but it has been well received. I was interested in finding a home base
for it as well, so I approached Clark about hosting more exhibits. At
that time, he was faced with operating the gallery by himself so we decided
to join forces and in January I became a co-director of MOCA DC/A+M Galleries.
My role is to guarantee the rent each month, manage the day-to-day operations
and organize shows. I've had to cut back on my modeling, but this new
arrangement is a challenge that I really enjoy.
Tell me about the Artomatic.
Several years ago, a group of artists was looking
for a way to exhibit their art, and came up with the idea to find a vacant
building and have a one-month exhibit in it. The first one was in a former
laundry, hence the name Artomatic. The first year was a success, so they
did it again, to a larger number of artists and a tremendous reception
in the community at large. When they held the third one, I approached
them about having an open drawing session as part of the festivities.
They agreed. So on opening night, several members of the guild modeled
for a number of artists who were also regulars at guild activities. It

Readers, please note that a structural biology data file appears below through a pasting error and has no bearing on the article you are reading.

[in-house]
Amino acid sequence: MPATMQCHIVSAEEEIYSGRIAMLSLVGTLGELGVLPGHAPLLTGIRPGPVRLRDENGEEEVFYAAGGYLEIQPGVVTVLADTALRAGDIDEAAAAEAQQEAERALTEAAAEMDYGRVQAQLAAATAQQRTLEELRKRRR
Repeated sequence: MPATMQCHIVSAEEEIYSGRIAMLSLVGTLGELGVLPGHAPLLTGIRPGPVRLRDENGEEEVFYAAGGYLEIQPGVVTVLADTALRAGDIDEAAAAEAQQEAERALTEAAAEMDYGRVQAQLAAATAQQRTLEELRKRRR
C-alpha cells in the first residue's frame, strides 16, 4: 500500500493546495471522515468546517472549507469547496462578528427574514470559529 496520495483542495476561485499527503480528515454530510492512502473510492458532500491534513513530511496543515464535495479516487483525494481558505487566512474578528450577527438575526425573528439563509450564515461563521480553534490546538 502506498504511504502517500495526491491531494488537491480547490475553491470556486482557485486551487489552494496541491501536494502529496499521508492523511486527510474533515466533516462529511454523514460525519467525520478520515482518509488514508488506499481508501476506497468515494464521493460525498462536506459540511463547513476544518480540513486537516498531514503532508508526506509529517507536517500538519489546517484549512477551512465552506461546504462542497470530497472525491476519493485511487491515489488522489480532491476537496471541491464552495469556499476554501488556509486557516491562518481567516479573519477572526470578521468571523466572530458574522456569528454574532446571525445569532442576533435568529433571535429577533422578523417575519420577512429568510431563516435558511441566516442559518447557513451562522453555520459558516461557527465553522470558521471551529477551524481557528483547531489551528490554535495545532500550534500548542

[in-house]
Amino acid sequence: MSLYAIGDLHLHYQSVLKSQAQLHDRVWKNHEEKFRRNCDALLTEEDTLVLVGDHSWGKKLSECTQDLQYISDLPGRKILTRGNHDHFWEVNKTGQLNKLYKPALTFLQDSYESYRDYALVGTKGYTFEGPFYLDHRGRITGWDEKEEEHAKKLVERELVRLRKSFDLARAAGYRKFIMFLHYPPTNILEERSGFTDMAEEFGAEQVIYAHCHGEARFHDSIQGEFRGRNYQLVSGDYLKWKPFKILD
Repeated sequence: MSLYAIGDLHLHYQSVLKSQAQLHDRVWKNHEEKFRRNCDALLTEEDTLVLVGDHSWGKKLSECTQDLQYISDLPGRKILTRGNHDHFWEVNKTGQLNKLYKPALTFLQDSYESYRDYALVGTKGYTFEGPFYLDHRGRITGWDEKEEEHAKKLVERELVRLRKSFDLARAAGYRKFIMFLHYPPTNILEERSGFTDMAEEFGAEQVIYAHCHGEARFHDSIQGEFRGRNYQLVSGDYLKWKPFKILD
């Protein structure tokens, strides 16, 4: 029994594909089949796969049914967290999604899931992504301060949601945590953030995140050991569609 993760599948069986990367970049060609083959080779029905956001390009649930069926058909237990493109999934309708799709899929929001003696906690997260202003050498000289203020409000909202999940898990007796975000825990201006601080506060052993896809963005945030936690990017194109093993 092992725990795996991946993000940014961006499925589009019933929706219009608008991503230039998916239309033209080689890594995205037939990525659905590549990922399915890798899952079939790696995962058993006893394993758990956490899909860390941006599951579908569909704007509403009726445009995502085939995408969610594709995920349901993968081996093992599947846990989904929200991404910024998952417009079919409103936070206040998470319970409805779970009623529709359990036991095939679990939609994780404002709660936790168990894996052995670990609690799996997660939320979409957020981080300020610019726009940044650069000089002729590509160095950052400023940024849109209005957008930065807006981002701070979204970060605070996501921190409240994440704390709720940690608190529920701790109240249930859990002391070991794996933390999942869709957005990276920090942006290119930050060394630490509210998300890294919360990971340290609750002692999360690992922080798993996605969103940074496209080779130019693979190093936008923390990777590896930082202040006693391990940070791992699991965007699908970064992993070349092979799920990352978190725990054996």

was an immediate success, so we repeated it three more times, and also
at the closing party. We tried it again at last year's Artomatic, but
we didn't have a convenient, closed space for it, and someone complained
so they moved us to a location with no foot traffic at all. I
thought it was inappropriate of them to move us without even discussing
the complaint or alternatives, so I don't plan to hold any open sessions
Well, Dave, you've certainly had some interesting experiences.
Thank you for sharing your thoughts from the art model's perspective.
“Given the importance
that the figurative arts community places on the model, one would
think that they would have addressed proper training a long time
ago. Yet the vast majority of these communities throughout the country
have little or nothing that would help new models to become the
inspirational figure that artists look for to unleash the creative
spirit essential to produce the best outcome. This work has all
the tools one needs to develop into a skilled professional model—a
boon to art instructors, art students, model coordinators and those
artists who meet in groups to work from the nude figure.”
David R. Quammen, Founder, Figure Models Guild
The Art Model's Handbook from Amazon.com